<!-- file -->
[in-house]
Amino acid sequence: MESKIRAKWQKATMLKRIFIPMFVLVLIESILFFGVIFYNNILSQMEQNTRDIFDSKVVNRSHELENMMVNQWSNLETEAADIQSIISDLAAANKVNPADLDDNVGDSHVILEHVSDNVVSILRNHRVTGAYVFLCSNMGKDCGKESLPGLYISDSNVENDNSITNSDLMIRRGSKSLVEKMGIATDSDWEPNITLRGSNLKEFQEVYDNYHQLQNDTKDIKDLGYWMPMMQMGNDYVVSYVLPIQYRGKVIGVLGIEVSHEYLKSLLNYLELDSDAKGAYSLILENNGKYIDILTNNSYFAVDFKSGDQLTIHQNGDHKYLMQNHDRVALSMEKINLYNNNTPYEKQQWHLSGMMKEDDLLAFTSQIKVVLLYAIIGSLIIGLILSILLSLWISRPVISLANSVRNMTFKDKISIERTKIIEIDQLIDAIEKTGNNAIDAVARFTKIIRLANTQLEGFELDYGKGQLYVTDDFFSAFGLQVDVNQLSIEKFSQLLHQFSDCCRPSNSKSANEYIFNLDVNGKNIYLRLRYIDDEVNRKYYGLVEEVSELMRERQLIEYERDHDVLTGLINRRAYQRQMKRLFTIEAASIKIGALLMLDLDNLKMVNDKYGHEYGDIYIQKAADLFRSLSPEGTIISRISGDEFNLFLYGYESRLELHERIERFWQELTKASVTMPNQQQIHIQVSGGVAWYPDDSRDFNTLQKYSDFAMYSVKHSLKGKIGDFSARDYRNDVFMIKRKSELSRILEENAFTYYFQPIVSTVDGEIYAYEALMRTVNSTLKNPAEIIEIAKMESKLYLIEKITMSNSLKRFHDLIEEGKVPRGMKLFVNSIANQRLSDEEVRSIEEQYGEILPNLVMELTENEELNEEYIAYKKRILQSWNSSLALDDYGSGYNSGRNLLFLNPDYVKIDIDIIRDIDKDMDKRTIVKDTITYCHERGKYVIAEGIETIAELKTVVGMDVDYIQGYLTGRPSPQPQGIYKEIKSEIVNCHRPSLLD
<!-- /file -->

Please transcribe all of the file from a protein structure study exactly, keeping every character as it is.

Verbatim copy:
[in-house]
Amino acid sequence: MESKIRAKWQKATMLKRIFIPMFVLVLIESILFFGVIFYNNILSQMEQNTRDIFDSKVVNRSHELENMMVNQWSNLETEAADIQSIISDLAAANKVNPADLDDNVGDSHVILEHVSDNVVSILRNHRVTGAYVFLCSNMGKDCGKESLPGLYISDSNVENDNSITNSDLMIRRGSKSLVEKMGIATDSDWEPNITLRGSNLKEFQEVYDNYHQLQNDTKDIKDLGYWMPMMQMGNDYVVSYVLPIQYRGKVIGVLGIEVSHEYLKSLLNYLELDSDAKGAYSLILENNGKYIDILTNNSYFAVDFKSGDQLTIHQNGDHKYLMQNHDRVALSMEKINLYNNNTPYEKQQWHLSGMMKEDDLLAFTSQIKVVLLYAIIGSLIIGLILSILLSLWISRPVISLANSVRNMTFKDKISIERTKIIEIDQLIDAIEKTGNNAIDAVARFTKIIRLANTQLEGFELDYGKGQLYVTDDFFSAFGLQVDVNQLSIEKFSQLLHQFSDCCRPSNSKSANEYIFNLDVNGKNIYLRLRYIDDEVNRKYYGLVEEVSELMRERQLIEYERDHDVLTGLINRRAYQRQMKRLFTIEAASIKIGALLMLDLDNLKMVNDKYGHEYGDIYIQKAADLFRSLSPEGTIISRISGDEFNLFLYGYESRLELHERIERFWQELTKASVTMPNQQQIHIQVSGGVAWYPDDSRDFNTLQKYSDFAMYSVKHSLKGKIGDFSARDYRNDVFMIKRKSELSRILEENAFTYYFQPIVSTVDGEIYAYEALMRTVNSTLKNPAEIIEIAKMESKLYLIEKITMSNSLKRFHDLIEEGKVPRGMKLFVNSIANQRLSDEEVRSIEEQYGEILPNLVMELTENEELNEEYIAYKKRILQSWNSSLALDDYGSGYNSGRNLLFLNPDYVKIDIDIIRDIDKDMDKRTIVKDTITYCHERGKYVIAEGIETIAELKTVVGMDVDYIQGYLTGRPSPQPQGIYKEIKSEIVNCHRPSLLD